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Screening  |  Premier of If Our Water Could Talk

Friday, May 9, 2014, 7–8:30 pm

Peter and Elizabeth C. Tower Auditorium  

In partnership with  Buffalo Niagara Riverkeeper, Trout Unlimited and WNED|WBFO, the Burchfield Penney hosts a premier screening of the film, If Our Water Could Talk, with an introduction and discussion by Jill Jedlicka Buffalo Niagara Riverkeeper Executive Director, Bill Jedlicka Trout Unlimited’s Fly Fishing exhibit coordinator and artist/educator Alberto Rey. The panel is leading major initiatives to connect WNY to water through art and advocacy!

The release of the regional documentary If Our Water Could Talk is a collaboration several partners including Riverkeeper. The film is an opportunity to see how a unique partnership is cleaning up the Buffalo River, so our region can transform from its Rust Belt past to a vibrant waterfront City! Planners, community activists, technical experts, private and public investors tell the story of how restoration of our waterways is supporting Buffalo Niagara’s blue economy!

This year Buffalo Niagara Riverkeeper is celebrating 25 years working to protect and restore our greatest natural asset, our access to the largest fresh water supply in the world. Progress on the Buffalo River has led to restoration momentum on other waterways such as Scajaquada. Historians and artists are helping to raise awareness. More information at

This program is free.


If Our Water Could Talk

The first settlement at what is now the city of Buffalo was a small trading post along the water’s edge of Buffalo Creek in the 1790s. In the nearly 225 years since, water has framed the history and development of Buffalo. And water will play a vital role in shaping the region’s future. “Buffalo would not be here without the water,” says Robert Shibley, dean of the University at Buffalo School of Architecture and Planning.

There have been periods when Buffalo and Western New York have flourished and periods when the region has suffered hard times. Water has been a constant through it all. “Our water defined our history and it will define our future as a region,” says Jill Jedlicka, executive director of Buffalo Niagara Riverkeeper.

More than 22 percent of the city of Buffalo is water and the region lies within the largest fresh water system in the world. The abundance of freshwater is one of Western New York’s greatest resources. “We were once a vibrant waterfront, we should be a vibrant waterfront, and we can be again,” says Robert Gioia, president of the Erie Canal Harbor Restoration Corporation.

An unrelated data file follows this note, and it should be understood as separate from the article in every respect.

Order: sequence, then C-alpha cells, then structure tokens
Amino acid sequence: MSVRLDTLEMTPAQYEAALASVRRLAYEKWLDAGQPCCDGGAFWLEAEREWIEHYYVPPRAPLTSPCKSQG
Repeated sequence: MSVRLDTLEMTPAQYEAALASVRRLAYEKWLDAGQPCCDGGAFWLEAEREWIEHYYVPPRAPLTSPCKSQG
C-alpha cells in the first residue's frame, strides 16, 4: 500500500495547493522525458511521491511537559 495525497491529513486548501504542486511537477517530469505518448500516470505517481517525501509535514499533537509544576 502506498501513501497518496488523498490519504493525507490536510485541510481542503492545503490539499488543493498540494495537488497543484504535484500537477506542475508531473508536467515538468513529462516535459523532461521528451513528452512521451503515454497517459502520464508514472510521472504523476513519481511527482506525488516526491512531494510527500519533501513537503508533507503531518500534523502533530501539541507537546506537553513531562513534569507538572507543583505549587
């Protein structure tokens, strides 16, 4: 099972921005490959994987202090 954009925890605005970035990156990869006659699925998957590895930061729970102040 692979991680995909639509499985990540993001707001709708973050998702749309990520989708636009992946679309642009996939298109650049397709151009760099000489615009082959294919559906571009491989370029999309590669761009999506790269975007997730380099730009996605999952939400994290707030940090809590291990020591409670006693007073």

The future of the region’s water resources will be determined by plans and policies driven by government, business and industry, and interested individuals and community groups. IF OUR WATER COULD TALK provides an overview of the issues, challenges and opportunities related to the region’s water resources.

If Our Water Could Talk is a WNED|WBFO multi-media initiative that includes a television documentary, a community forum on the future of the Outer Harbor, radio reports, a website, educational materials and community engagement. WNED|WBFO plans in-depth coverage over a period of time about this important issue.

“It’s a mid-sized American city struggling to regenerate itself,” says UB’s Shibley. After decades of broken promises and missed opportunities, there is renewed optimism. “Everybody’s got a new hope for Buffalo,” says Peg Overdorf, executive director of the Valley Community Association, “and it’s all about water.”

If Our Water Could Talweaves historical context with contemporary stories and characters connected to the water. It tells the story of water as a driving force in Buffalo’s rise through industrialization, it’s subsequent economic decline, and efforts by community leaders to re-connect communities to the water. The program evokes the beauty of the region’s water resources and captures the unique character of the Buffalo River.

If Our Water Could Talexplores issues related to water resources in the region. It touches on conservation, environmental cleanup, community and public access, commercial and industrial development, and economic growth. If Our Water Could Talk strives to answer the question, “are we listening to the water?”

If Our Water Could Talk is a production of WNED|WBFO.

Part of

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    Friday, May 9, 2014, 5:30–8 pm

    Join us for M&T Second Friday!